Shortly after Irving's trial and deposition (1831), certain persons were, at some meetings held for prayer, designated as “called to be apostles of the Lord” by certain others claiming prophetic gifts.[10]

Naming of the apostles

In the year 1835, six months after Irving's death, six other people were similarly designated as “called” to complete the number of the “twelve,” who were then formally “separated,” by the pastors of the local congregations to which they belonged, to their higher office in the universal church on 14 July 1835. This separation is understood by the community not as “in any sense being a schism or separation from the one Catholic Church, but a separation to a special work of blessing and intercession on behalf of it.” The twelve were afterwards guided to ordain others—twelve prophets, twelve evangelists, and twelve pastors, “sharing equally with them the one Catholic Episcopate,” and also seven deacons for administering the temporal affairs of the church catholic.[10]

The names of those twelve apostles were: John Bate Cardale, Henry Drummond, Spencer Perceval, Thomas Carlyle, and Duncan Mackenzie.

Structure and ministries

Each congregation was presided over by its “angel” or bishop (who ranks as angel-pastor in the Universal Church); under him are four-and-twenty priests, divided into the four ministries of “elders, prophets, evangelists and pastors,” and with these are the deacons, seven of whom regulate the temporal affairs of the church—besides whom there are also “sub-deacons, acolytes, singers, and door-keepers.” The understanding is that each elder, with his co-presbyters and deacons, shall have charge of 500 adult communicants in his district; but this has been but partially carried into practice. This is the full constitution of each particular church or congregation as founded by the “restored apostles,” each local church thus “reflecting in its government the government of the church catholic by the angel or high priest Jesus Christ, and His forty-eight presbyters in their fourfold ministry (in which apostles and elders always rank first), and under these the deacons of the church catholic.”[10]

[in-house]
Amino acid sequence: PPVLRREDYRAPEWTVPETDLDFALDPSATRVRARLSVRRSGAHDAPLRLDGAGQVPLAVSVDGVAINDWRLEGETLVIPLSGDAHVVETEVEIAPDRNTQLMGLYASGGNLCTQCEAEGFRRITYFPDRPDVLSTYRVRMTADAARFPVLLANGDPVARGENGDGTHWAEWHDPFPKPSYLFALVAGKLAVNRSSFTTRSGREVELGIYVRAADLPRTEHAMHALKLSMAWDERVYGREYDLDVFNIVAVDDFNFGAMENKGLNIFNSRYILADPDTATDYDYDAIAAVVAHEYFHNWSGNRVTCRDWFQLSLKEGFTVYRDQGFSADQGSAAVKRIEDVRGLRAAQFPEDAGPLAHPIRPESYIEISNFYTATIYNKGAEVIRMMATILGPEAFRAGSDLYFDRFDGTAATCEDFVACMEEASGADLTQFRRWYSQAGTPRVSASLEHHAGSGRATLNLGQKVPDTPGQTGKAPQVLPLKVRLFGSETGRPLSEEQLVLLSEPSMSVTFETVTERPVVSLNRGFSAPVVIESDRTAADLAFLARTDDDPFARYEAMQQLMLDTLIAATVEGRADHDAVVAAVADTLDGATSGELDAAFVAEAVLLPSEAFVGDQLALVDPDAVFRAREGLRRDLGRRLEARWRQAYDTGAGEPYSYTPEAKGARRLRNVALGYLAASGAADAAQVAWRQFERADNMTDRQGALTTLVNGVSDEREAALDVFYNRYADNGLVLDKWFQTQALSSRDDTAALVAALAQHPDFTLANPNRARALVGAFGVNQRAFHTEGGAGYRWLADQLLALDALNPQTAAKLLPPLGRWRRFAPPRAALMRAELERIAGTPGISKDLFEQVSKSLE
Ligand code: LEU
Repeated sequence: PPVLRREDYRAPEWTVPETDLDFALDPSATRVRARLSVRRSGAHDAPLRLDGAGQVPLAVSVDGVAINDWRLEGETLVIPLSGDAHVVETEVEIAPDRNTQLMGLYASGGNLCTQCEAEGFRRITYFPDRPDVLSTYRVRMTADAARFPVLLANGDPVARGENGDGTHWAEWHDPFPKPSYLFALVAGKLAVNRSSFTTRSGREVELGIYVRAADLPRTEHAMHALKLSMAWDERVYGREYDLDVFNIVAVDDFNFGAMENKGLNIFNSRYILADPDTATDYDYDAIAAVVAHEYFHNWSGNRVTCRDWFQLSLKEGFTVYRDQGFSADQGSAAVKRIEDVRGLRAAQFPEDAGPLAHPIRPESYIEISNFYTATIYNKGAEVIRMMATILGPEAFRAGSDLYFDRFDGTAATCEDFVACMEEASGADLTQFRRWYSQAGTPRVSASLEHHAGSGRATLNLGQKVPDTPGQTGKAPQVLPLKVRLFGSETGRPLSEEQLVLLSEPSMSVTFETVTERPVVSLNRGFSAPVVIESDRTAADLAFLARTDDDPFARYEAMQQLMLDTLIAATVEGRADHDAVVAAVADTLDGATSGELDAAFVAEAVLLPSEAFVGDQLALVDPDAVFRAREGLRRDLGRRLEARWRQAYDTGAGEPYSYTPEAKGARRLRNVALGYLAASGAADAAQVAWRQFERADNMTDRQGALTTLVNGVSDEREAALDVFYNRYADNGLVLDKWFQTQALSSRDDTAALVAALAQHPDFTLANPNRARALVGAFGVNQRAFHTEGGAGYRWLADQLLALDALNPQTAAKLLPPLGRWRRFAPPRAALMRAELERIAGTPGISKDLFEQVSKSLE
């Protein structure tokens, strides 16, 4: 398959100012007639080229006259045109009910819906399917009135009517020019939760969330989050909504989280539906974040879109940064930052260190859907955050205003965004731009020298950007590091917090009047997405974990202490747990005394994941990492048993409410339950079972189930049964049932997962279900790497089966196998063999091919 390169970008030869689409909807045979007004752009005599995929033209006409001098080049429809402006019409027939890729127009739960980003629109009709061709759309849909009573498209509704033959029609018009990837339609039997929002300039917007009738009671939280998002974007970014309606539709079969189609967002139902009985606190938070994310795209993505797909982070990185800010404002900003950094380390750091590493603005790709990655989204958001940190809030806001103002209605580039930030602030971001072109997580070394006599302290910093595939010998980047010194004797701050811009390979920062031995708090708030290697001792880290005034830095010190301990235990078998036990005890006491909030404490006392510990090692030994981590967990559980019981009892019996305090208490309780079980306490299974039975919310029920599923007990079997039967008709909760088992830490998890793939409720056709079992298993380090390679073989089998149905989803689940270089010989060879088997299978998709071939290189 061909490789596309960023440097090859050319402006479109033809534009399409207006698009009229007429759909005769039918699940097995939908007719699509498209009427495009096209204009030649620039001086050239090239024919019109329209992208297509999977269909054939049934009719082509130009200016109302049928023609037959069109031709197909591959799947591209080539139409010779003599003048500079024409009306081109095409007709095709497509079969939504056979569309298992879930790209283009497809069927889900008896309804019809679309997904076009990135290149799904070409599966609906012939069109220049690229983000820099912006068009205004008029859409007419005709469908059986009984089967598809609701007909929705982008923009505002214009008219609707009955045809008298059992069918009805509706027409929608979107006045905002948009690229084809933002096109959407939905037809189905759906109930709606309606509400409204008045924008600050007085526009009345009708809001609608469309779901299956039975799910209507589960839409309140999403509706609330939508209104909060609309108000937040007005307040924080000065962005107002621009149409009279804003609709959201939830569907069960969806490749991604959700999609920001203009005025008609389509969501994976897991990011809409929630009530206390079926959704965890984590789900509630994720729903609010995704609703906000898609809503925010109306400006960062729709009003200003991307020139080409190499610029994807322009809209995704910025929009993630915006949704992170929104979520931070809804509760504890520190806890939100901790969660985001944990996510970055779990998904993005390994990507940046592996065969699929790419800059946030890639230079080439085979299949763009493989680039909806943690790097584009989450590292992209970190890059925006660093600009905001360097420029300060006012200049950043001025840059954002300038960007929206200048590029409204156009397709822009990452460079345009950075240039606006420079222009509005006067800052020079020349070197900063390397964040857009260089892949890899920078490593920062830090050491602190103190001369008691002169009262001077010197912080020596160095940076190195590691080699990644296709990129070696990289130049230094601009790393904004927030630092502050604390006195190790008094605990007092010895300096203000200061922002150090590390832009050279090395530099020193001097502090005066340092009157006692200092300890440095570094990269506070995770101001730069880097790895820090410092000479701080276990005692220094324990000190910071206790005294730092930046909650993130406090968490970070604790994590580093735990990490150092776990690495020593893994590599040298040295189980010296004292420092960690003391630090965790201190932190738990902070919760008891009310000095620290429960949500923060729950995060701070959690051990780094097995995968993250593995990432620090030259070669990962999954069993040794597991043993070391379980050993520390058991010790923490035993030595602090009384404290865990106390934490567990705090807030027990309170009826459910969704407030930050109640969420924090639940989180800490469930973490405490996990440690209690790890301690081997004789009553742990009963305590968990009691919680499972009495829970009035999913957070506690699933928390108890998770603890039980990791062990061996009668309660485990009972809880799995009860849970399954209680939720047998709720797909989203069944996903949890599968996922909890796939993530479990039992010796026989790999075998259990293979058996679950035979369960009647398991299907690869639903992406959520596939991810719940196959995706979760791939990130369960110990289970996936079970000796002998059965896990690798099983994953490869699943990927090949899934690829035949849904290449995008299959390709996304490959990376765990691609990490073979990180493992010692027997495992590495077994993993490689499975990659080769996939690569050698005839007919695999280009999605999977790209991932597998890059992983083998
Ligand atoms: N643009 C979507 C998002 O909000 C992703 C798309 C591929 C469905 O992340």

The priesthood is supported by tithes; it being deemed a duty on the part of all members of the church who receive yearly incomes to offer a tithe of their increase every week, besides the free-will offering for the support of the place of worship, and for the relief of distress. Each local church sends “a tithe of its tithes” to the “Temple,” by which the ministers of the Universal Church are supported and its administrative expenses defrayed; by these offerings, too, the needs of poorer churches are supplied.[10]